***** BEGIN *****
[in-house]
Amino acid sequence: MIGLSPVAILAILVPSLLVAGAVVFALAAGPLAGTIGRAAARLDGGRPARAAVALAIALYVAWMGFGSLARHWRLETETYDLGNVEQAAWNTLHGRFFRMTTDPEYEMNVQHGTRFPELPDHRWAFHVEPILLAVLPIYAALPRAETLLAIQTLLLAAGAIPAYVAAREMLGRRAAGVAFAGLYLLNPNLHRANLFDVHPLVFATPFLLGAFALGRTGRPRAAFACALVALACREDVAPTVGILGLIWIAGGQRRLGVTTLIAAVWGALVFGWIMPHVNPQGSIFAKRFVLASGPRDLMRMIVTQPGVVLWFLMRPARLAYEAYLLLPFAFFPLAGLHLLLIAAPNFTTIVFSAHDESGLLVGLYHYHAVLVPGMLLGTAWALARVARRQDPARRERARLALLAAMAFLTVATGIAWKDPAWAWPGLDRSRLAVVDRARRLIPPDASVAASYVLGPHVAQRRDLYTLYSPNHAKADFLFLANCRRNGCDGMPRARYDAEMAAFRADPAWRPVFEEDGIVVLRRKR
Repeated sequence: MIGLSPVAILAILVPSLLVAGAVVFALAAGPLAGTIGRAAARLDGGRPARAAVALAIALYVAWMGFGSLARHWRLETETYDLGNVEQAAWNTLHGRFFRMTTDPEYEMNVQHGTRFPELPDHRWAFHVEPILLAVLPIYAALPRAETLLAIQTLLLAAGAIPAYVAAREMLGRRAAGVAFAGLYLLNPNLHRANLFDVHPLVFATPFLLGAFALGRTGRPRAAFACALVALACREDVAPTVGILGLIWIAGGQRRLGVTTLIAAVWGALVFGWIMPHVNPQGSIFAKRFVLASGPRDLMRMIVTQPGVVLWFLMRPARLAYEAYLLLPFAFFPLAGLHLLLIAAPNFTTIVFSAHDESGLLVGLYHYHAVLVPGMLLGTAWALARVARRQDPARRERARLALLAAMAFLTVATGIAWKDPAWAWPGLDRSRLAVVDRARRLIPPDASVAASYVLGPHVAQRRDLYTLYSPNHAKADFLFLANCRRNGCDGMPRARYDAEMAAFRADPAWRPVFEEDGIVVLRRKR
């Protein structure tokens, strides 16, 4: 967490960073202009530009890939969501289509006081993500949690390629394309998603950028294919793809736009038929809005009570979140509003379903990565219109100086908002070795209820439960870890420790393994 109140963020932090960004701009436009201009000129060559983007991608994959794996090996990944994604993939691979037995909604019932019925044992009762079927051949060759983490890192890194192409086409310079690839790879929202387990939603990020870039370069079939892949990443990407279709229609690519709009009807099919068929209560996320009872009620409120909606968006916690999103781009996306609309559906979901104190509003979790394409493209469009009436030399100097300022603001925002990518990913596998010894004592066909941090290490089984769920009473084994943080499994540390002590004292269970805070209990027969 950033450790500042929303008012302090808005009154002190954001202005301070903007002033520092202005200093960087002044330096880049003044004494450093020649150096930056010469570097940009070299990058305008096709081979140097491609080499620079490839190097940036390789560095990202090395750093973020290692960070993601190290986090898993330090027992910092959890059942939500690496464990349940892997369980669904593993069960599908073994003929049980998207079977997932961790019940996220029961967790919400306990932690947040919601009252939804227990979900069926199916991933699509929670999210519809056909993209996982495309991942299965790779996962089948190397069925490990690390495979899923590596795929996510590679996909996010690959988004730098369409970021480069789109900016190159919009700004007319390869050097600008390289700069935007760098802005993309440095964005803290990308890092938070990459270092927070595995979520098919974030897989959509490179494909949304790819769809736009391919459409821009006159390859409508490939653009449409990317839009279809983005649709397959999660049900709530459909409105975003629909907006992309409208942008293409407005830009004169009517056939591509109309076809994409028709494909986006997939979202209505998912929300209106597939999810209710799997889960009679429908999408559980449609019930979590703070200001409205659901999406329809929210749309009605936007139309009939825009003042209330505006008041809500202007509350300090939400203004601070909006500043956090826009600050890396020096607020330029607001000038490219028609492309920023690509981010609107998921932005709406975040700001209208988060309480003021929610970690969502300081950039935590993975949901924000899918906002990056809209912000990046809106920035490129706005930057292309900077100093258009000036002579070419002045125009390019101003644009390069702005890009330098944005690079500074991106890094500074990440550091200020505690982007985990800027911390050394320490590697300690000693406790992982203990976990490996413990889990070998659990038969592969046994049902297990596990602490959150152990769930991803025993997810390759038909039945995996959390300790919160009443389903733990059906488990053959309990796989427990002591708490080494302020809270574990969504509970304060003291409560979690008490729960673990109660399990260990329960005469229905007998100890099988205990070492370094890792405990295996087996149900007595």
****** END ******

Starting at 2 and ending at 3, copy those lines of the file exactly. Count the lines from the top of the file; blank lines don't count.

Amino acid sequence: MIGLSPVAILAILVPSLLVAGAVVFALAAGPLAGTIGRAAARLDGGRPARAAVALAIALYVAWMGFGSLARHWRLETETYDLGNVEQAAWNTLHGRFFRMTTDPEYEMNVQHGTRFPELPDHRWAFHVEPILLAVLPIYAALPRAETLLAIQTLLLAAGAIPAYVAAREMLGRRAAGVAFAGLYLLNPNLHRANLFDVHPLVFATPFLLGAFALGRTGRPRAAFACALVALACREDVAPTVGILGLIWIAGGQRRLGVTTLIAAVWGALVFGWIMPHVNPQGSIFAKRFVLASGPRDLMRMIVTQPGVVLWFLMRPARLAYEAYLLLPFAFFPLAGLHLLLIAAPNFTTIVFSAHDESGLLVGLYHYHAVLVPGMLLGTAWALARVARRQDPARRERARLALLAAMAFLTVATGIAWKDPAWAWPGLDRSRLAVVDRARRLIPPDASVAASYVLGPHVAQRRDLYTLYSPNHAKADFLFLANCRRNGCDGMPRARYDAEMAAFRADPAWRPVFEEDGIVVLRRKR
Repeated sequence: MIGLSPVAILAILVPSLLVAGAVVFALAAGPLAGTIGRAAARLDGGRPARAAVALAIALYVAWMGFGSLARHWRLETETYDLGNVEQAAWNTLHGRFFRMTTDPEYEMNVQHGTRFPELPDHRWAFHVEPILLAVLPIYAALPRAETLLAIQTLLLAAGAIPAYVAAREMLGRRAAGVAFAGLYLLNPNLHRANLFDVHPLVFATPFLLGAFALGRTGRPRAAFACALVALACREDVAPTVGILGLIWIAGGQRRLGVTTLIAAVWGALVFGWIMPHVNPQGSIFAKRFVLASGPRDLMRMIVTQPGVVLWFLMRPARLAYEAYLLLPFAFFPLAGLHLLLIAAPNFTTIVFSAHDESGLLVGLYHYHAVLVPGMLLGTAWALARVARRQDPARRERARLALLAAMAFLTVATGIAWKDPAWAWPGLDRSRLAVVDRARRLIPPDASVAASYVLGPHVAQRRDLYTLYSPNHAKADFLFLANCRRNGCDGMPRARYDAEMAAFRADPAWRPVFEEDGIVVLRRKR